Skip to main content
The Globe and Mail
Support Quality Journalism.
The Globe and Mail
First Access to Latest
Investment News
Collection of curated
e-books and guides
Inform your decisions via
Globe Investor Tools
Just$1.99
per week
for first 24 weeks

Enjoy unlimited digital access
Enjoy Unlimited Digital Access
Get full access to globeandmail.com
Just $1.99 per week for the first 24 weeks
Just $1.99 per week for the first 24 weeks
var select={root:".js-sub-pencil",control:".js-sub-pencil-control",open:"o-sub-pencil--open",closed:"o-sub-pencil--closed"},dom={},allowExpand=!0;function pencilInit(o){var e=arguments.length>1&&void 0!==arguments[1]&&arguments[1];select.root=o,dom.root=document.querySelector(select.root),dom.root&&(dom.control=document.querySelector(select.control),dom.control.addEventListener("click",onToggleClicked),setPanelState(e),window.addEventListener("scroll",onWindowScroll),dom.root.removeAttribute("hidden"))}function isPanelOpen(){return dom.root.classList.contains(select.open)}function setPanelState(o){dom.root.classList[o?"add":"remove"](select.open),dom.root.classList[o?"remove":"add"](select.closed),dom.control.setAttribute("aria-expanded",o)}function onToggleClicked(){var l=!isPanelOpen();setPanelState(l)}function onWindowScroll(){window.requestAnimationFrame(function() {var l=isPanelOpen(),n=0===(document.body.scrollTop||document.documentElement.scrollTop);n||l||!allowExpand?n&&l&&(allowExpand=!0,setPanelState(!1)):(allowExpand=!1,setPanelState(!0))});}pencilInit(".js-sub-pencil",!1); // via darwin-bg var slideIndex = 0; carousel(); function carousel() { var i; var x = document.getElementsByClassName("subs_valueprop"); for (i = 0; i < x.length; i++) { x[i].style.display = "none"; } slideIndex++; if (slideIndex> x.length) { slideIndex = 1; } x[slideIndex - 1].style.display = "block"; setTimeout(carousel, 2500); } //

The Chinese government’s newly launched anti-trust probe into Alibaba is probably warranted. The e-commerce giant undoubtedly has a dominant market share and engages in monopolistic practices, such as forcing merchants to make the company their exclusive online distributor or be delisted from its platforms. But other Chinese e-commerce companies have the same rule, and there are worse monopolists in China than Alibaba. So, why is Alibaba being targeted?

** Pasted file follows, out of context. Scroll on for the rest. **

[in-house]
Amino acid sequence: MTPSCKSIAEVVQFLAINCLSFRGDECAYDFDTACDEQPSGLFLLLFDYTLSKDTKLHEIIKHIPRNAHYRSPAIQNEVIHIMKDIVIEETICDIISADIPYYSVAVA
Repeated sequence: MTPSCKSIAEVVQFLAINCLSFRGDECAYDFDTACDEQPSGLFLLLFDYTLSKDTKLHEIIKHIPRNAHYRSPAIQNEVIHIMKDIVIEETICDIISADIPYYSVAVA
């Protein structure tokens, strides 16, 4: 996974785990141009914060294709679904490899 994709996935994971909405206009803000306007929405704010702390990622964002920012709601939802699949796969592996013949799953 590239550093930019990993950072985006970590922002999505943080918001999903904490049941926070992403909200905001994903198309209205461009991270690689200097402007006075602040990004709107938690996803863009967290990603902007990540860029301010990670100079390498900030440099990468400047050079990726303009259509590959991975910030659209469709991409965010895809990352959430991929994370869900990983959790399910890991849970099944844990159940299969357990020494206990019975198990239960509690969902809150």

One of Alibaba Group Holding Ltd.’s apparent offenses is the expansion of financial services offered by its affiliate, financial-technology giant Ant Group, which owns Alipay. Beyond being the world’s most popular payment app, with 730 million monthly users, Alipay allows consumers to invest, purchase insurance and secure loans on its platform.

Last October, Ant Group was poised to launch a record-setting US$34-billion initial public offering. But the Chinese authorities abruptly halted it, in what was portrayed as a prudent attempt to limit the company’s exorbitant market power. The decision to block the IPO reportedly came directly from President Xi Jinping.

Story continues below advertisement

Now it appears that Mr. Xi’s government wants Ant Group to abandon financial services altogether and to confine itself to payment processing. Chinese regulators have provided a litany of justifications for this decision. But the real reason didn’t make the list. Payment processing is a low-margin business; no state-owned bank bothers with it. Financial services, by contrast, are highly lucrative – and the territory of state-owned incumbents.

If the Communist Party of China (CPC) were genuinely committed to breaking up monopolies and oligopolies that are stifling market competition, it would put those incumbents in its sights. After all, state-owned enterprises such as China Mobile, China National Petroleum Corporation, the State Grid Corporation of China and the Industrial and Commercial Bank of China (the world’s largest bank by assets) dominate China’s economic landscape to a far greater extent than Alibaba does.

Yet, far from launching anti-monopoly investigations into state-owned enterprises (SOEs), China’s government has recently been pursuing SOE “megamergers,” thereby boosting their market power even further. The reason is simple: when SOEs succeed, the CPC benefits, both economically and politically. As Mr. Xi made clear last April, the SOEs are “important material and political foundations” for so-called socialism with Chinese characteristics, and he plans to make them “strong, better and bigger.”